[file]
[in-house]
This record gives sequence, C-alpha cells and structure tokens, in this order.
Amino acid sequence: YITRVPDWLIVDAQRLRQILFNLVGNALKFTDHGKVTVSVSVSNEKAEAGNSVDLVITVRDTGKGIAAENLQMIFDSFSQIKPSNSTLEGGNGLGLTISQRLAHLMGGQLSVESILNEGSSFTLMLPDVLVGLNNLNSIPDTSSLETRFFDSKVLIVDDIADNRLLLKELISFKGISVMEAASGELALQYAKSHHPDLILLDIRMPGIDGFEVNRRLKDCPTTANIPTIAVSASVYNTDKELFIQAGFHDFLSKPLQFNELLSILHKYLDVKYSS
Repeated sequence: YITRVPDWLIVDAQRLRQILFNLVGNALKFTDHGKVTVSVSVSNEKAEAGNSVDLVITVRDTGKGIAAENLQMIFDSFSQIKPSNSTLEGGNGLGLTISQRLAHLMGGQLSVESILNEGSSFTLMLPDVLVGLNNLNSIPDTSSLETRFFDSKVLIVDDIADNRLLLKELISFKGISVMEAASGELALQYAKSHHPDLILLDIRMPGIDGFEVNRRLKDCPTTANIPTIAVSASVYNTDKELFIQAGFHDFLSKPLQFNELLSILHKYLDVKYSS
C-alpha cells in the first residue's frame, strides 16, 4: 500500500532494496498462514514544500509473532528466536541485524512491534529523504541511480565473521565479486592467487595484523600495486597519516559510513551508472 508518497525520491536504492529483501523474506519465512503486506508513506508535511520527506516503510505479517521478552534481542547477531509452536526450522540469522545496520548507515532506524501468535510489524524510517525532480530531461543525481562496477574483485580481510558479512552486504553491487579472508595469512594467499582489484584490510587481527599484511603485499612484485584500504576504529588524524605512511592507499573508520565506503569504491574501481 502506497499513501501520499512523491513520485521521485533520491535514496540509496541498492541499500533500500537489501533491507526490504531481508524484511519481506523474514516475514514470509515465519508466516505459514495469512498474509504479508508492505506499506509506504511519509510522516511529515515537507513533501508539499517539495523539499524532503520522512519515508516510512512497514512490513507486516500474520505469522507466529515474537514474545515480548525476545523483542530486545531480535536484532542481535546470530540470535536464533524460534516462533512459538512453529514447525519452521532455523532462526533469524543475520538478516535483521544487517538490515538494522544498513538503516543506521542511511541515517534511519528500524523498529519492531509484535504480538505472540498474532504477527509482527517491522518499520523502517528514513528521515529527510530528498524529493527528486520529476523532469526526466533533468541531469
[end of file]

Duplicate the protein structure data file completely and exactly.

[in-house]
This record gives sequence, C-alpha cells and structure tokens, in this order.
Amino acid sequence: YITRVPDWLIVDAQRLRQILFNLVGNALKFTDHGKVTVSVSVSNEKAEAGNSVDLVITVRDTGKGIAAENLQMIFDSFSQIKPSNSTLEGGNGLGLTISQRLAHLMGGQLSVESILNEGSSFTLMLPDVLVGLNNLNSIPDTSSLETRFFDSKVLIVDDIADNRLLLKELISFKGISVMEAASGELALQYAKSHHPDLILLDIRMPGIDGFEVNRRLKDCPTTANIPTIAVSASVYNTDKELFIQAGFHDFLSKPLQFNELLSILHKYLDVKYSS
Repeated sequence: YITRVPDWLIVDAQRLRQILFNLVGNALKFTDHGKVTVSVSVSNEKAEAGNSVDLVITVRDTGKGIAAENLQMIFDSFSQIKPSNSTLEGGNGLGLTISQRLAHLMGGQLSVESILNEGSSFTLMLPDVLVGLNNLNSIPDTSSLETRFFDSKVLIVDDIADNRLLLKELISFKGISVMEAASGELALQYAKSHHPDLILLDIRMPGIDGFEVNRRLKDCPTTANIPTIAVSASVYNTDKELFIQAGFHDFLSKPLQFNELLSILHKYLDVKYSS
C-alpha cells in the first residue's frame, strides 16, 4: 500500500532494496498462514514544500509473532528466536541485524512491534529523504541511480565473521565479486592467487595484523600495486597519516559510513551508472 508518497525520491536504492529483501523474506519465512503486506508513506508535511520527506516503510505479517521478552534481542547477531509452536526450522540469522545496520548507515532506524501468535510489524524510517525532480530531461543525481562496477574483485580481510558479512552486504553491487579472508595469512594467499582489484584490510587481527599484511603485499612484485584500504576504529588524524605512511592507499573508520565506503569504491574501481 502506497499513501501520499512523491513520485521521485533520491535514496540509496541498492541499500533500500537489501533491507526490504531481508524484511519481506523474514516475514514470509515465519508466516505459514495469512498474509504479508508492505506499506509506504511519509510522516511529515515537507513533501508539499517539495523539499524532503520522512519515508516510512512497514512490513507486516500474520505469522507466529515474537514474545515480548525476545523483542530486545531480535536484532542481535546470530540470535536464533524460534516462533512459538512453529514447525519452521532455523532462526533469524543475520538478516535483521544487517538490515538494522544498513538503516543506521542511511541515517534511519528500524523498529519492531509484535504480538505472540498474532504477527509482527517491522518499520523502517528514513528521515529527510530528498524529493527528486520529476523532469526526466533533468541531469